“At some point during the spring of his second year he began to take a longer look in the mirror and begin to decide that ‘OK, I can do this, I need to make better decisions and take control of my academics, I need to work a little harder, I need to grow up a little.’ That wasn’t an overnight transformation by any means,” his former college coach said.
Varner began to blossom in his junior and senior years and finished his ECU career as a star. He holds two of the four lowest rounds in school history and was a three-time all-conference golfer. His 72.28 stroke scoring average from 2009-12 is a school record as are his 18 top 10 finishes.
However, his career highlight may have been in 2012 when Varner led the Pirates to their first national championship (and only third NCAA postseason appearance in school history) at famed Riveria Country Club. Even though he tied for 69th and ECU finished 26th out of 30 teams that experience helped put East Carolina men’s golf on the recruiting map like never before.
“Because Harold is so extroverted and he is so enthusiastic he brought a lot to our team in the way of confidence,” McPhaul said. “When Harold was here he liked to call it swag. He brought a lot of that. He was quick (witted) in the van or at dinner the night before a round. He exuded confidence and imparted it to those around him. I didn’t fully appreciate to what extent he was doing that until he graduated and it seemed like there was a real void. We just didn’t quite have as much energy, or enthusiasm or positivity as we’ve had possibly in the past.
“Harold has taught us a lot about the importance of that. For him, it kind of came naturally. When it comes from a player like that, who has the respect of his teammates, it really has a tendency to sort of flourish within the program. By having him here for four years and making our program better he has taught us that that is pretty important. That’s one way he has left a stamp on our program.”
Now, Varner is beginning to make a stamp in professional golfing circles.
At 5-foot-9, Varner is not an imposing figure on the tee, but he regularly booms drives over 300 yards with his tremendous club speed, and is one of the Web.com Tour’s most aggressive players on par-5s.
Varner laughed when discussing his physical stature during our interview at Prestonwood Country Club in the winter before a golf clinic he was speaking and signing autographs at.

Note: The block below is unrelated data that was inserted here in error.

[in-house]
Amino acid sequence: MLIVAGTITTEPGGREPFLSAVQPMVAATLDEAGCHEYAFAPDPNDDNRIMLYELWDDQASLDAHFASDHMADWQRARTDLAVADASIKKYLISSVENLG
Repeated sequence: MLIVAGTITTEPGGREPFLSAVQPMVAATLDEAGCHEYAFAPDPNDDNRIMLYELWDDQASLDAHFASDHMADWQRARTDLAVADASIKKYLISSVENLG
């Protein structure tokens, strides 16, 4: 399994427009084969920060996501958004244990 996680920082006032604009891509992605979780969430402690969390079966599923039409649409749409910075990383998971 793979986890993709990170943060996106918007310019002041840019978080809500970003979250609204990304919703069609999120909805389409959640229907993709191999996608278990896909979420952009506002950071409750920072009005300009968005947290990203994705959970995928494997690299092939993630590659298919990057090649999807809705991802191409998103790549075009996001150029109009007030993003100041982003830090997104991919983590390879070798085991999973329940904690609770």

“At best,” Varner said when asked if he was really 5-foot-9, “maybe with my hat on.”
“He does create a pretty fantastic amount of club-head speed,” McPhaul said. “He is a really good athlete, he is an explosive athlete. There are probably two ways guys can create power. You can be long, be tall and have a big, wide arc — a player like Davis Love III. But smaller guys who are explosive athletes can really create a lot of speed. That’s where Harold’s power lies. My guess would be 115 mph – and that may be a little conservative.”
Varner finished fourth in driving (312.9 yard average), third in greens in regulation and eagles, and 30th on the money list during his rookie season on the Web.com Tour in 2014, but admits he “choked” down the stretch in a number of tournaments with poor chipping and putting, and some questionable course management. He was 110th in putting average and 137th in putts per round, managing one second-place finish at the local Rex Hospital Open.
Not deterred by a poor short game, he quickly said his goal in 2015 was to finish first on the money list and win his PGA Tour card.
“I don’t see why I can’t be,” he said. “And I want to win. Winning will take care of everything, and if I work on my short game that will take care of winning. I draw back to all the small stuff, the little things in the game. I think I’m getting closer.
“All of these players are good, so all it takes is one week. I know my best is good enough. You can’t focus on what someone else is doing, but it’s easy to do when you’re trying to climb the money list.”
The Web.com Tour has a light schedule prior to March with just two events, but Varner is off to a hot start with a runner-up and 12th place finish in the two tournaments for an early-season spot at No. 4 on the money list.
“The expectations are going up but the process remains the same,” he said.